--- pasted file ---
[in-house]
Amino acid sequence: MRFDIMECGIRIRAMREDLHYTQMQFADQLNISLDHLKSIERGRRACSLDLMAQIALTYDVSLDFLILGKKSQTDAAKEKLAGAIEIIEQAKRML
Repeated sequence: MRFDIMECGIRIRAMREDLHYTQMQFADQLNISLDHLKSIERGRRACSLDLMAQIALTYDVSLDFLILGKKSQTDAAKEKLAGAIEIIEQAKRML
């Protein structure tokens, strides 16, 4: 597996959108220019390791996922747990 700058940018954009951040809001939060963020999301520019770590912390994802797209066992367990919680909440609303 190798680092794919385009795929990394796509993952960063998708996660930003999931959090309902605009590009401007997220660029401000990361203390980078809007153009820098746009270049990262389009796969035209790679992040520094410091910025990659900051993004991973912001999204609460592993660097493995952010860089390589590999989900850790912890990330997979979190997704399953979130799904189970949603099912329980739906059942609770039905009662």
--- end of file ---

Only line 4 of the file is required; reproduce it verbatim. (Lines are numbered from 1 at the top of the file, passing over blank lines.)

């Protein structure tokens, strides 16, 4: 597996959108220019390791996922747990 700058940018954009951040809001939060963020999301520019770590912390994802797209066992367990919680909440609303 190798680092794919385009795929990394796509993952960063998708996660930003999931959090309902605009590009401007997220660029401000990361203390980078809007153009820098746009270049990262389009796969035209790679992040520094410091910025990659900051993004991973912001999204609460592993660097493995952010860089390589590999989900850790912890990330997979979190997704399953979130799904189970949603099912329980739906059942609770039905009662």